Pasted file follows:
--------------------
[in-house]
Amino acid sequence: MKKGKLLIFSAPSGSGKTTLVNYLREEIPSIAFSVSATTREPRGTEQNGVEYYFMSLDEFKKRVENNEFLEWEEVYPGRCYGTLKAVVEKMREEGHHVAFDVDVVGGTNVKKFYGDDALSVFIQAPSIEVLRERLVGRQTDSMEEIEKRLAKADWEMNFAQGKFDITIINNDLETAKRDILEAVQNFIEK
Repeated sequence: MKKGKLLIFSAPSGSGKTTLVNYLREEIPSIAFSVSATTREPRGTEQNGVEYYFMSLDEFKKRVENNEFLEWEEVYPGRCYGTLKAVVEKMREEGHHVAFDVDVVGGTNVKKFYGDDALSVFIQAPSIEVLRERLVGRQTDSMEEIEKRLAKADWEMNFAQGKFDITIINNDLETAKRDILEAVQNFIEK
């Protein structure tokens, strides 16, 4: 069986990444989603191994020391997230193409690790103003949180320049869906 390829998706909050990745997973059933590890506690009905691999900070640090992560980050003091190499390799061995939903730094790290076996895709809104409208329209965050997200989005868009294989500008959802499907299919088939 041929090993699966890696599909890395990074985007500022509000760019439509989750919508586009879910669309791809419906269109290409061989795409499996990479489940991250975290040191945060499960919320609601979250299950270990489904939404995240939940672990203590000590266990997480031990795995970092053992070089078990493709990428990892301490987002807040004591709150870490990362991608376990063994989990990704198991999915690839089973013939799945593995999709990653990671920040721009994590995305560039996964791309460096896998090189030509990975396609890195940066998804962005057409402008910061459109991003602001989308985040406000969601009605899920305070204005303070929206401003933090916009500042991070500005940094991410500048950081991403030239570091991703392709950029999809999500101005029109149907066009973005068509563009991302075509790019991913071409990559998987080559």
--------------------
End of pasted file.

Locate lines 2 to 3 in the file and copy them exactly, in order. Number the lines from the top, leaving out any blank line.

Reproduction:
Amino acid sequence: MKKGKLLIFSAPSGSGKTTLVNYLREEIPSIAFSVSATTREPRGTEQNGVEYYFMSLDEFKKRVENNEFLEWEEVYPGRCYGTLKAVVEKMREEGHHVAFDVDVVGGTNVKKFYGDDALSVFIQAPSIEVLRERLVGRQTDSMEEIEKRLAKADWEMNFAQGKFDITIINNDLETAKRDILEAVQNFIEK
Repeated sequence: MKKGKLLIFSAPSGSGKTTLVNYLREEIPSIAFSVSATTREPRGTEQNGVEYYFMSLDEFKKRVENNEFLEWEEVYPGRCYGTLKAVVEKMREEGHHVAFDVDVVGGTNVKKFYGDDALSVFIQAPSIEVLRERLVGRQTDSMEEIEKRLAKADWEMNFAQGKFDITIINNDLETAKRDILEAVQNFIEK